The Trump administration may soon be increasing the cost of applying for U.S. citizenship and charging new fees for other services.
U.S. citizenship application fees would rise from the current $640, nearly doubling to $1,170, in a proposed Department of Homeland Security rule filed on Friday, according to The Wall Street Journal.
(Video: Fox Business)
Asylum seekers and the Deferred Action for Childhood Arrivals program could also be seeing rising fees under the new rules, which will be published on the Federal Register on November 14 and be followed with a 30-day period of open public comment.
Current fees “do not recover the full costs of providing adjudication and naturalization services” at the United States Citizenship and Immigration Services, a review found, according to the document. An average annual shortfall of $1.2 billion is predicted for the agency if funding — primarily from fees assessed to applicants and asylum seekers — is not increased.
Rep. Brian Babin told Fox Business that, while he hates to see an increase in the cost of applications, he understands the need for more funding.
“I don’t think raising the fee $500 is going to be a show-stopper,” the Texas Republican told “The Evening Edit.”
“I hate to see the fee increase but let me tell you something,” he continued. “We’re spending billions of dollars
A fee waiver policy was changed last month by the administration, making immigrants using Medicaid, food stamps or housing assistance no longer able to receive a waiver.
The new proposal will also charge a fee of $275 to renew two-year legal permits for Deferred Action for Childhood Arrivals recipients — those who were brought into the U.S. illegally when they were children.
According to the Wall Street Journal:
Some asylum seekers who apply for protection with U.S. Citizenship and Immigration Services, the DHS agency that processes citizenship and other immigration applications, would for the first time be asked to pay $50 to apply for asylum. That would make the U.S. one of the few countries in the world to attach a fee to humanitarian protections.
In addition to the new or raised fees, the government is proposing to eliminate fee waivers, meaning applicants with incomes under the federal poverty line would be required to pay the higher citizenship fee and any costs associated with renewing a green card or work permit.
“The adjudication of immigration applications and petitions requires in-depth screening, incurring costs that must be covered by the agency, and this proposal accounts for our operational needs and better aligns our fee schedule with the costs of processing each request,” acting director of USCIS Ken Cuccinelli said.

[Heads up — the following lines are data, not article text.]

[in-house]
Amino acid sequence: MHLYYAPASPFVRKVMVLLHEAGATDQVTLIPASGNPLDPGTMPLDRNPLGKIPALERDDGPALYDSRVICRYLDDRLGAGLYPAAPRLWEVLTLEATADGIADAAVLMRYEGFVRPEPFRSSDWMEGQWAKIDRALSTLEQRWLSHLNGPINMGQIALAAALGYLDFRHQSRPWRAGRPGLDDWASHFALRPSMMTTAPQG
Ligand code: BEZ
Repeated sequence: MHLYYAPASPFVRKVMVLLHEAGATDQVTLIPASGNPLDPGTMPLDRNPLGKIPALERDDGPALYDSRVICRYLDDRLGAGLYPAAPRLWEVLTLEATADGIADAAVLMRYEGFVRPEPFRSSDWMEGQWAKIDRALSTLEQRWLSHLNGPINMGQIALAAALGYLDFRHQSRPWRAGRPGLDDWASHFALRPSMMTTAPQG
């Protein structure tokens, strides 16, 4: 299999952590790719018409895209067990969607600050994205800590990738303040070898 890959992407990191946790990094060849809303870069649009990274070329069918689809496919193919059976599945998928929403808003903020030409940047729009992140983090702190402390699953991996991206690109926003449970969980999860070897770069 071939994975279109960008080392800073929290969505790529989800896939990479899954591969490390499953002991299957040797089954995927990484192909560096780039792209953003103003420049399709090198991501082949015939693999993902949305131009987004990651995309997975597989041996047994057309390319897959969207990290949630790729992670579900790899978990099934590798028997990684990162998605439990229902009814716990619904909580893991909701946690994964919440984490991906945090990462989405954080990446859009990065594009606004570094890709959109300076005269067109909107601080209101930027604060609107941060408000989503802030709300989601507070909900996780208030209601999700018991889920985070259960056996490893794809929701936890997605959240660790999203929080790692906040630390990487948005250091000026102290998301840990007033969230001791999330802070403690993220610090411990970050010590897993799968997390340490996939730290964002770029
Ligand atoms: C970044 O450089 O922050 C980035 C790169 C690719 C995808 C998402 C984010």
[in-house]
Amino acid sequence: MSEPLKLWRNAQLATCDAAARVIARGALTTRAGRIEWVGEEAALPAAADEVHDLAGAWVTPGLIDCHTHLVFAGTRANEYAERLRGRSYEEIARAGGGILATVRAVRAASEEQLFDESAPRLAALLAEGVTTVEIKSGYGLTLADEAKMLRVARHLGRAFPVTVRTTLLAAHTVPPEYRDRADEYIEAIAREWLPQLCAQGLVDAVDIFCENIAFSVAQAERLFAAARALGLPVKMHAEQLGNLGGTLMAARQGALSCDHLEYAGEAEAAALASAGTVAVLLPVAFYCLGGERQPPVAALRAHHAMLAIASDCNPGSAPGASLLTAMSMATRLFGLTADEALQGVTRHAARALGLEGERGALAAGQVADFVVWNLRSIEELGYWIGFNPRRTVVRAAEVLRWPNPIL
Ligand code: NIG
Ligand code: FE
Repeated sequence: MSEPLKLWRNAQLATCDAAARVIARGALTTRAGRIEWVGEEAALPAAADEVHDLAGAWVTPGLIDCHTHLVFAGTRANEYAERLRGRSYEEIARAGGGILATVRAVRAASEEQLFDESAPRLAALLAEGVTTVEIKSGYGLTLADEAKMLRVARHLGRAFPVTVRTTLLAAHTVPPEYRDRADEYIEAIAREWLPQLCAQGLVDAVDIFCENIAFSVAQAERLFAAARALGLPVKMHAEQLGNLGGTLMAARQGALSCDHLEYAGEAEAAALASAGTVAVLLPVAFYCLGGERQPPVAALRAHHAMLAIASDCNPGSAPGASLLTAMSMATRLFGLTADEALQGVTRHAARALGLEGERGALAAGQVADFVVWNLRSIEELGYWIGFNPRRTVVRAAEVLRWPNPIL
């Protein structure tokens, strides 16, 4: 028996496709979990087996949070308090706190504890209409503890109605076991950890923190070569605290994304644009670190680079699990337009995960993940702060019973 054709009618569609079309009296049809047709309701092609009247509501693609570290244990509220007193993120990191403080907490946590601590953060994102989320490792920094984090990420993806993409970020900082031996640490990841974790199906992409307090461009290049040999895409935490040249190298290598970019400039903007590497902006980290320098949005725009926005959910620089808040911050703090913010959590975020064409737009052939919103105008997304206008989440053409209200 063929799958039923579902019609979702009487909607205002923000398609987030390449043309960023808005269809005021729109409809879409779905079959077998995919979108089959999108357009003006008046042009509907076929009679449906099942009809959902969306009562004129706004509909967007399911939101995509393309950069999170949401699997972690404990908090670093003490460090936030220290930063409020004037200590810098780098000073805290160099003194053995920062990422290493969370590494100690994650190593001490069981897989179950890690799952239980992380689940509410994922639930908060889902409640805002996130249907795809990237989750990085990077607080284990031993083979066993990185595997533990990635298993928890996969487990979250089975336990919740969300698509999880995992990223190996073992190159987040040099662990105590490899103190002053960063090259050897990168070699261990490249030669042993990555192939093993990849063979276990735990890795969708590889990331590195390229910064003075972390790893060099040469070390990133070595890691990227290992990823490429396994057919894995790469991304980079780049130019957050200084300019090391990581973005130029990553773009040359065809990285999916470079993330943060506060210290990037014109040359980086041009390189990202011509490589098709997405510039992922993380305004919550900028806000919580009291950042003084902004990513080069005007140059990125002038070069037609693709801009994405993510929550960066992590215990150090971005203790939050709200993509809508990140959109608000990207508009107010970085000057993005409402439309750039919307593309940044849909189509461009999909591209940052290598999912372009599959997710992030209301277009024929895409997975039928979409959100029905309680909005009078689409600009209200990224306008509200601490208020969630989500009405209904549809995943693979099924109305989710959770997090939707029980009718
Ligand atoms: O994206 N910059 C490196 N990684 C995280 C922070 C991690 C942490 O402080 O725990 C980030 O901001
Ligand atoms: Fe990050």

Some of the funds raised are planned to be transferred to Immigration and Customs Enforcement to combat fraud in application processing.
Critics denounced the proposed fee increases which are seen as an effort to restrict the ability of immigrants to enter the U.S., and adding the U.S. to a list of countries such as Australia, Fiji and Iran which currently charge for asylum protection.
“This is a wealth tax on becoming a U.S. citizen,” Melissa Rodgers, director of programs for the Immigrant Legal Resource Center, told WSJ. “It’s part and parcel of the assault on the naturalization process.”
The proposal follows a new annual cap on the number of refugees the Trump administration announced last weekend, sending the left into a meltdown. But, as conservative commentator and author Michelle Malkin noted in an op-ed in BPR on Wednesday, critics need to “get some perspective.”
“Past refugee admissions don’t lock America into those same levels now or in the future. America’s constitutional duty is to Americans first (‘ourselves and our posterity’),” Malkin wrote. “The truth is that we’ve been generous to a ruinous, open borders fault. Last year, the Federation for American Immigration Reform tallied refugee resettlement costs to taxpayers at nearly $9 billion over five years.”
In a chilling warning following the brutal massacre of Americans in Mexico, retired ICE Director Tom Homan reiterated the urgent need for a southern U.S. border wall. Homan warned that an increase of violence in Mexico will mean the country will not be seen as a safe place for asylum-seekers to wait for their day in U.S. immigration court on the Mexican side of the border, creating another border crisis for America.
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